posted by Liquidwolf at 10:34 AM on February 8 [2 favorites]


I was just talking about this same subject last night. 70s sitcoms like The Jeffersons and All in the Family where they tackled racial issues by exposing it's absurdity and not shying away from it. Those shows, or Blazing Saddles, couldn't happen now because almost everyone under 30, and many others, would cry bigotry at the mere premise of addressing the topic that way, especially if the director were white. Hyper PC culture has done a lot to restrain honest communication and conversation.

Nope.
posted by codacorolla at 10:38 AM on February 8 [91 favorites]


Hyper PC culture has done a lot to restrain honest communication and conversation.
I'm not sure I've heard of such a thing existing/happening, and the originally linked thread suggests something fairly counter to this assertion.

I'm sure you have cases in mind, could you point to documented occurrences of almost everyone under 30 cry[ing] bigotry at the mere premise of addressing the topic that way?
posted by CrystalDave at 10:41 AM on February 8 [26 favorites]


Liquidwolf, if you try engaging with the linked content you might find that it is already several moves ahead of you.
posted by gauche at 10:42 AM on February 8 [39 favorites]


Even though this interview with KITH's Bruce McCulloch and Kevin McDonald is a few months old, I only just came across it today and seems to be kind of relevant to this thread:

The Kids in the Hall Aren’t Too Worried About P.C. Culture Ruining Comedy
posted by NoMich at 10:49 AM on February 8 [12 favorites]


Sorry to Bother You literally had this scene (content warning: n-word), and I didn't see PC police lining up in protest.

I am always surprised when people who apparently don't watch movies comment on what is and isn't possible in movies today.
posted by muddgirl at 10:55 AM on February 8 [40 favorites]


I wasn't responding to Ellis, I was responding to The Underpants Monster. Possibly I misread them, but it sounded like 'obviously anyone who likes who isn't a scholar of film likes it because it uses the n-word a lot'.

I thought I was pretty careful to imply, "Since the context of the movie is a big part of why I enjoy it, I found the article interesting because it proposes an idea of why some viewers might like it without the context," but I can totally see how I might have been very vague on that.

It's very hard for me to imagine how things read out of context, and when I discover something interesting and unfamiliar the first thing I do is try to find out what I can about the original context, so I guess it's an idiosyncracy of mine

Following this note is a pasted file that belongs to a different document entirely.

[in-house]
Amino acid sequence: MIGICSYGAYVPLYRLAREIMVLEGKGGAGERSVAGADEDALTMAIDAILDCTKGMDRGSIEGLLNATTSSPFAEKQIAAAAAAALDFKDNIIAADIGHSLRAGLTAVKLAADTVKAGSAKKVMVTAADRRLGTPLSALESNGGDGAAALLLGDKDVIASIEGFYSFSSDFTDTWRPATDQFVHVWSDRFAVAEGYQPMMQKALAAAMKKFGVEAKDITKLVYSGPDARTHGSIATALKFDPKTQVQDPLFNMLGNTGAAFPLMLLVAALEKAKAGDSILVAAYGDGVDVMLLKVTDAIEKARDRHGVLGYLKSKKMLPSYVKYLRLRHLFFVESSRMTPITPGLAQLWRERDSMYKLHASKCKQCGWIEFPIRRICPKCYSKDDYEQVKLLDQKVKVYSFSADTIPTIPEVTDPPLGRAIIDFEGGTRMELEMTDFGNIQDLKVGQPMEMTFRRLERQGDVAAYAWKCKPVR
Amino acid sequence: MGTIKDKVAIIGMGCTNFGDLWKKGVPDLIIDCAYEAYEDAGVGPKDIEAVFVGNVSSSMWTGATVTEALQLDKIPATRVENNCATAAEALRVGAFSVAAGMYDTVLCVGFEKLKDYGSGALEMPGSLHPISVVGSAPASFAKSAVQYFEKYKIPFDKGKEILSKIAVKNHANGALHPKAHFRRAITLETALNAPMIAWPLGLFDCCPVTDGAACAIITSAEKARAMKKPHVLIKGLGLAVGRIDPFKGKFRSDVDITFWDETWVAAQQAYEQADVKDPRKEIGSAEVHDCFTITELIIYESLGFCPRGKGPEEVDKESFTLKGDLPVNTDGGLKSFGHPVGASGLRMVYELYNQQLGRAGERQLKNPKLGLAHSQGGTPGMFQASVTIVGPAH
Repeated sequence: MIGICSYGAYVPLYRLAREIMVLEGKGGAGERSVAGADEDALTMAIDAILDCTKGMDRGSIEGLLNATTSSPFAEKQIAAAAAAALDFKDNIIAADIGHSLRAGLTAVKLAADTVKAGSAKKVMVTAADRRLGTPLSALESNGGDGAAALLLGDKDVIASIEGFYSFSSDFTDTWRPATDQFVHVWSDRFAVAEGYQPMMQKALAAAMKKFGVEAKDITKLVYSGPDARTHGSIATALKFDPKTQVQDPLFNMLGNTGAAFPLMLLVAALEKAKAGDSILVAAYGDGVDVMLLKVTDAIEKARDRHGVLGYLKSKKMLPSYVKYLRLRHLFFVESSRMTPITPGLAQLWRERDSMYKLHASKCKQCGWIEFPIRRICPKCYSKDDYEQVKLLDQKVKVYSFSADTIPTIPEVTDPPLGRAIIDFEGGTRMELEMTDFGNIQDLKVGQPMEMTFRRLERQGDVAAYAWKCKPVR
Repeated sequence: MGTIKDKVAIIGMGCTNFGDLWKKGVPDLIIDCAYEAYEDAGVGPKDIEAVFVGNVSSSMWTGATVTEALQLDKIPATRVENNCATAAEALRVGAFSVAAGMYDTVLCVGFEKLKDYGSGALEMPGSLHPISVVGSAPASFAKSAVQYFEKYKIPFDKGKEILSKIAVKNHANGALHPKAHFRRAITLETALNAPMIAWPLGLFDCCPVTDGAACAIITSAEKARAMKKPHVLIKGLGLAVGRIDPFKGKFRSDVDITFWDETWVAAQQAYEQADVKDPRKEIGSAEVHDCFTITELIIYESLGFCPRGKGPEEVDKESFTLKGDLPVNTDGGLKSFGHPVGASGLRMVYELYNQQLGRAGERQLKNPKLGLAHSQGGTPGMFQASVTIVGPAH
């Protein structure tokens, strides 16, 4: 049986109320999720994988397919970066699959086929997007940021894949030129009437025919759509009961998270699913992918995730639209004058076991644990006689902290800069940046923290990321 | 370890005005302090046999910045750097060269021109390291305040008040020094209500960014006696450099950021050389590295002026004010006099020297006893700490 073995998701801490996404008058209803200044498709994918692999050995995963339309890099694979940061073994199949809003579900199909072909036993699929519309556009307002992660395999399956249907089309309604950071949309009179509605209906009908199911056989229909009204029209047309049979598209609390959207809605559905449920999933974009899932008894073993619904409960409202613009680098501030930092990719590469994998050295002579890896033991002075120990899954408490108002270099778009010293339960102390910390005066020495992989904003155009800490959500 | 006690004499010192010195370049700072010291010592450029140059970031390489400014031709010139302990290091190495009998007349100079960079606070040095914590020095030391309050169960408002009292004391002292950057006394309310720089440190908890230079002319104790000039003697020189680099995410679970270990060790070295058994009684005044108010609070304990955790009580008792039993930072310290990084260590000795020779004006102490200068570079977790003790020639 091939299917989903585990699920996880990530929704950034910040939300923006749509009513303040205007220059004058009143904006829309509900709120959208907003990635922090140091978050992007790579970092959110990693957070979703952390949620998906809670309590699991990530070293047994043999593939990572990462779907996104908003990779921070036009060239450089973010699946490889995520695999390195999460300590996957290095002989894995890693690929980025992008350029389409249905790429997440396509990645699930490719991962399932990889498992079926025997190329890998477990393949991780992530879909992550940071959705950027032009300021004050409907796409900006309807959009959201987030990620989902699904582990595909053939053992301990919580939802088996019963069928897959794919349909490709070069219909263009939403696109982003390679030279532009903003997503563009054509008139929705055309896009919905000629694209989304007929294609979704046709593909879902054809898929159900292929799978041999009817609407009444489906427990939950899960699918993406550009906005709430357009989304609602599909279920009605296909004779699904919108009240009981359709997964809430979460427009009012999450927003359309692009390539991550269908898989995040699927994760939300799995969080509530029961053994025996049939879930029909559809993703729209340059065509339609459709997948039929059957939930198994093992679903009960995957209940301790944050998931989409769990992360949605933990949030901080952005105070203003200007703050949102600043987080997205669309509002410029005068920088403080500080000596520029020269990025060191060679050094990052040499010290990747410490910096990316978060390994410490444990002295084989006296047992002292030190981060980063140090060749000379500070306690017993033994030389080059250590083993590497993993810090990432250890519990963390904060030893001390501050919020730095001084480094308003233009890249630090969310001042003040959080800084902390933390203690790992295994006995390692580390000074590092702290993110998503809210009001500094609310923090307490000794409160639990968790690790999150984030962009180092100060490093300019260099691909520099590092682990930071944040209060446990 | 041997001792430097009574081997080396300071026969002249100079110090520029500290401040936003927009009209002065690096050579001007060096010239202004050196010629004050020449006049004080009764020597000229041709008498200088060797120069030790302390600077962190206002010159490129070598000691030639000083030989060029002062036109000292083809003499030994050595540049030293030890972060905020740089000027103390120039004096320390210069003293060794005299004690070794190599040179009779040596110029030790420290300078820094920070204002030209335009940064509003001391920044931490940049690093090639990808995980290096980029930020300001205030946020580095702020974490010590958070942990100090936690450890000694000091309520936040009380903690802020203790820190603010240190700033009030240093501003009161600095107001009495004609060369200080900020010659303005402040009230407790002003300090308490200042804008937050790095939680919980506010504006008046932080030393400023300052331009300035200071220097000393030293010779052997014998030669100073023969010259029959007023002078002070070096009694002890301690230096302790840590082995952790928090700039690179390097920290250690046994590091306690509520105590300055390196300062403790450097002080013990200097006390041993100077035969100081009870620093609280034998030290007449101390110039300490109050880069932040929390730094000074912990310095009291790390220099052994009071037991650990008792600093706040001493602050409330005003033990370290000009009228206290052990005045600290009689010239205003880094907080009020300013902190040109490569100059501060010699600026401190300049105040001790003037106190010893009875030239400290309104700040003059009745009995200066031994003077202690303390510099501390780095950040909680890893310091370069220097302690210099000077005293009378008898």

posted by The Underpants Monster at 10:59 AM on February 8 [3 favorites]


Hyper PC culture has done a lot to restrain honest communication and conversation.

This, like women getting upset because a man has held a door for them, is something I have heard people complain about but never actually witnessed. I choose therefore to take a leaf from the right's own playbook and declare that, since I have never personally experienced the phenomenon in question, it does not exist.
posted by Faint of Butt at 11:02 AM on February 8 [77 favorites]


Hyper PC culture

Once again, the phrase "political correctness" and its derivatives entirely fail to signal the occurrence of a thought worth listening to. Once again, it signals lazy nostalgia for the days when you could get away with racist, sexist, homophobic language and not have to worry about being called on it. Once again, it tries to disguise this nostalgia as something more noble. Please give me a fucking break and retire this brain-dead thought-ending phrase, and any argument that uses it.
posted by Ipsifendus at 11:09 AM on February 8 [56 favorites]


Okay, 35 year old progressive SJW here, I adore Blazing Saddles (and basically everything Mel Brooks has made) and so does my super conservative Trump-voting dad - it's one of our major bonding points - and it literally never occurred to me until now that we may be enjoying it for totally different reasons, and I need to go think about this now.

(though tbh his favorite part is the beans around the campfire part so maybe his enjoyment is pure)
posted by olinerd at 11:11 AM on February 8 [34 favorites]


(there's no need to rethink the plate of beans scene)
posted by Atom Eyes at 11:15 AM on February 8 [85 favorites]


This Shaun video is actually about (as the title says) Transphobia in the UK, but the specific tactic in question that he spends a lot of time talking about is that thing where a group has access to a broad platform, which they use to complain about not being "allowed" to express their (reprehensible) views rather than just using said platform to actually express their views and be judged for them in the court of public opinion.
posted by tobascodagama at 11:17 AM on February 8 [12 favorites]


the man of twists and turns basically beat me to it, but my take on All in the Family et al is not that they are too "politically incorrect" (gah!) in 2019 but quite the opposite; they're too PC, too sanitized. Archie is cast as a lovable buffoon so we can all comfortably look down on him and his white ethnic noo yawk racism while not having to reexamine ourselves too closely. And when the show does make Important Points, it often does so in a way that's tendentiously on the nose in a way that would come off as eye-rollingly bad writing in 2019. E.g. Edith is the wisest one in the house but has to couch her truths in dingbat language so as not to upset the patriarchy.